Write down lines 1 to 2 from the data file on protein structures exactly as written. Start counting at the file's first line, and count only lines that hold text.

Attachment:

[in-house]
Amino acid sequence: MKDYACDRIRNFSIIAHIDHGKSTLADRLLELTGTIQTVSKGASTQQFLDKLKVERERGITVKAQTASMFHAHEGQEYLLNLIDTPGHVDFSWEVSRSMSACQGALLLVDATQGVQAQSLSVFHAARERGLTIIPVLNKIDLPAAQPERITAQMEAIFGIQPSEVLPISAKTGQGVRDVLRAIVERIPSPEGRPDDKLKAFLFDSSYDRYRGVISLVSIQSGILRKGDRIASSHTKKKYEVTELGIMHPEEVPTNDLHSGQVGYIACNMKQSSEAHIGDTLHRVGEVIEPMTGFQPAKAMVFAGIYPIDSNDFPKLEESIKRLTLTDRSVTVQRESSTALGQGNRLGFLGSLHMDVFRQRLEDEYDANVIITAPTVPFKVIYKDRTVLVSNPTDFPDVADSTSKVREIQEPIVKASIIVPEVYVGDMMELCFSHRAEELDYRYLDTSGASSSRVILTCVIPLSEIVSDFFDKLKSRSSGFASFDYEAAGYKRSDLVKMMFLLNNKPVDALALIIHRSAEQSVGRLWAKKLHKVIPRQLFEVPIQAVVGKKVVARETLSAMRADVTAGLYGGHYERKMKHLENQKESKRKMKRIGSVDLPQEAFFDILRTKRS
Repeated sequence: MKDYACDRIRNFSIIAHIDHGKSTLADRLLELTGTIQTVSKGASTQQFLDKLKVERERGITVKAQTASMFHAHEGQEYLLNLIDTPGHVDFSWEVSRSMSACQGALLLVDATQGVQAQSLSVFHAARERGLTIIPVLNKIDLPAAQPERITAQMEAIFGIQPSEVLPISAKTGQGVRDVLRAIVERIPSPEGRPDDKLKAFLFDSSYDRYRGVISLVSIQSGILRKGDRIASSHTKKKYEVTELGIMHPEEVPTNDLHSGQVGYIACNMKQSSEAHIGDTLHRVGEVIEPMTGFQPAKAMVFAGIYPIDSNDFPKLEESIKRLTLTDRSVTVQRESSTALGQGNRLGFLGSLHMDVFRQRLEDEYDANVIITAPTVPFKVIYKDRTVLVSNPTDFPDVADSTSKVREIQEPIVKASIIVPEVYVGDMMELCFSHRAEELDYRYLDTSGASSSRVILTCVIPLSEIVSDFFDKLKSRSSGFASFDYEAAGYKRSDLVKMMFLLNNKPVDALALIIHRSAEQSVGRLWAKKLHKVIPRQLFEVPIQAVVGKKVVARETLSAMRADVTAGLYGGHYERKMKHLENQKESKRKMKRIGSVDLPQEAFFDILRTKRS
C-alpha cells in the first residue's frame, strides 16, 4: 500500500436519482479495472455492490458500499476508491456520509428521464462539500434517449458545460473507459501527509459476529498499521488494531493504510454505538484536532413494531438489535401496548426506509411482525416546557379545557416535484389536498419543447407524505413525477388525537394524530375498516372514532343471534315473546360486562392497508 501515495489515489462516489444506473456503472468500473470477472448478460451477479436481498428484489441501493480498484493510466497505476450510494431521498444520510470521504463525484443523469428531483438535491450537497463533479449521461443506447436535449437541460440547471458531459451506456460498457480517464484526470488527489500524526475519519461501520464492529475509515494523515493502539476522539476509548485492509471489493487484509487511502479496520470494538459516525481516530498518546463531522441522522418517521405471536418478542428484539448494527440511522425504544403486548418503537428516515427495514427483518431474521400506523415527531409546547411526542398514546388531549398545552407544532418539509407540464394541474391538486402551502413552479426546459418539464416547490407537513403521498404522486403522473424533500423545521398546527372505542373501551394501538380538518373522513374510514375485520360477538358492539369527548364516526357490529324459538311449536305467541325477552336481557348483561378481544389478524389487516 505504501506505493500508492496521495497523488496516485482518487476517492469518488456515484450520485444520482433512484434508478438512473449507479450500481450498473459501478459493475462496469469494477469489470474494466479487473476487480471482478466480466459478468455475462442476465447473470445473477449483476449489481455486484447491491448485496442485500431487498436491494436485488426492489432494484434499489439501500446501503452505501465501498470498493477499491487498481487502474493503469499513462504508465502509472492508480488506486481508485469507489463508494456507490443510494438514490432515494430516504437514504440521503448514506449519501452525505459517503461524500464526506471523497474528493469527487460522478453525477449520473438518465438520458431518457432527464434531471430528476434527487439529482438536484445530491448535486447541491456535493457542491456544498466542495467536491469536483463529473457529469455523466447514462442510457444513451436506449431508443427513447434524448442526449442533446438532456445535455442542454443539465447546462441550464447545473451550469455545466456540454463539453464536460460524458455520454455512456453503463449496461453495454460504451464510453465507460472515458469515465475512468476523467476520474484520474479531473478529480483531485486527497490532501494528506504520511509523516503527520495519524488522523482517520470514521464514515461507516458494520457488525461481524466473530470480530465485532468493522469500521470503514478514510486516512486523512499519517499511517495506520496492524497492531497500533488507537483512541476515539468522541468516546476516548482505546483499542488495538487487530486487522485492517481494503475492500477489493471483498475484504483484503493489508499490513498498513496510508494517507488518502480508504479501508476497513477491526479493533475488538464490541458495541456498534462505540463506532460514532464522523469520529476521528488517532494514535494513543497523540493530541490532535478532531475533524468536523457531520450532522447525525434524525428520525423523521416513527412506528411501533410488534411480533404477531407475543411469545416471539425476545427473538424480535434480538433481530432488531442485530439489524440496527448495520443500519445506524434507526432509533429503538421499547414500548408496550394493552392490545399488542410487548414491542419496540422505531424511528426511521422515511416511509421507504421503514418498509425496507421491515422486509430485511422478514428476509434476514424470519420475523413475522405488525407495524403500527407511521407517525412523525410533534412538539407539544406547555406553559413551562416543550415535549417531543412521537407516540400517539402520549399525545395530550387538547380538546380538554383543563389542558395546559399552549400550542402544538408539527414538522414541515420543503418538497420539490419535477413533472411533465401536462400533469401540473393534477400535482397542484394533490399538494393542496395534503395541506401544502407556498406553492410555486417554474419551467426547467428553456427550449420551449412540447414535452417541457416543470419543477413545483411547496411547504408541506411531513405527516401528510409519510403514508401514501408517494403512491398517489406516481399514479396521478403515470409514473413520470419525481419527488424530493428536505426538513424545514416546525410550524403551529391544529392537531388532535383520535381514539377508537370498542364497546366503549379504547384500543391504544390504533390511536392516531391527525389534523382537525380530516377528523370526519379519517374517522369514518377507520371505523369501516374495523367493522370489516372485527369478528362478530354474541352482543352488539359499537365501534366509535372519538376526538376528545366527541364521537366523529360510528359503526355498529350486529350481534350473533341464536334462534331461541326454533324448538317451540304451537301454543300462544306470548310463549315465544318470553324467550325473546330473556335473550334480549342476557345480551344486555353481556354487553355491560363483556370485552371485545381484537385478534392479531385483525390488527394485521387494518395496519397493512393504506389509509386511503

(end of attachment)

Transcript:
[in-house]
Amino acid sequence: MKDYACDRIRNFSIIAHIDHGKSTLADRLLELTGTIQTVSKGASTQQFLDKLKVERERGITVKAQTASMFHAHEGQEYLLNLIDTPGHVDFSWEVSRSMSACQGALLLVDATQGVQAQSLSVFHAARERGLTIIPVLNKIDLPAAQPERITAQMEAIFGIQPSEVLPISAKTGQGVRDVLRAIVERIPSPEGRPDDKLKAFLFDSSYDRYRGVISLVSIQSGILRKGDRIASSHTKKKYEVTELGIMHPEEVPTNDLHSGQVGYIACNMKQSSEAHIGDTLHRVGEVIEPMTGFQPAKAMVFAGIYPIDSNDFPKLEESIKRLTLTDRSVTVQRESSTALGQGNRLGFLGSLHMDVFRQRLEDEYDANVIITAPTVPFKVIYKDRTVLVSNPTDFPDVADSTSKVREIQEPIVKASIIVPEVYVGDMMELCFSHRAEELDYRYLDTSGASSSRVILTCVIPLSEIVSDFFDKLKSRSSGFASFDYEAAGYKRSDLVKMMFLLNNKPVDALALIIHRSAEQSVGRLWAKKLHKVIPRQLFEVPIQAVVGKKVVARETLSAMRADVTAGLYGGHYERKMKHLENQKESKRKMKRIGSVDLPQEAFFDILRTKRS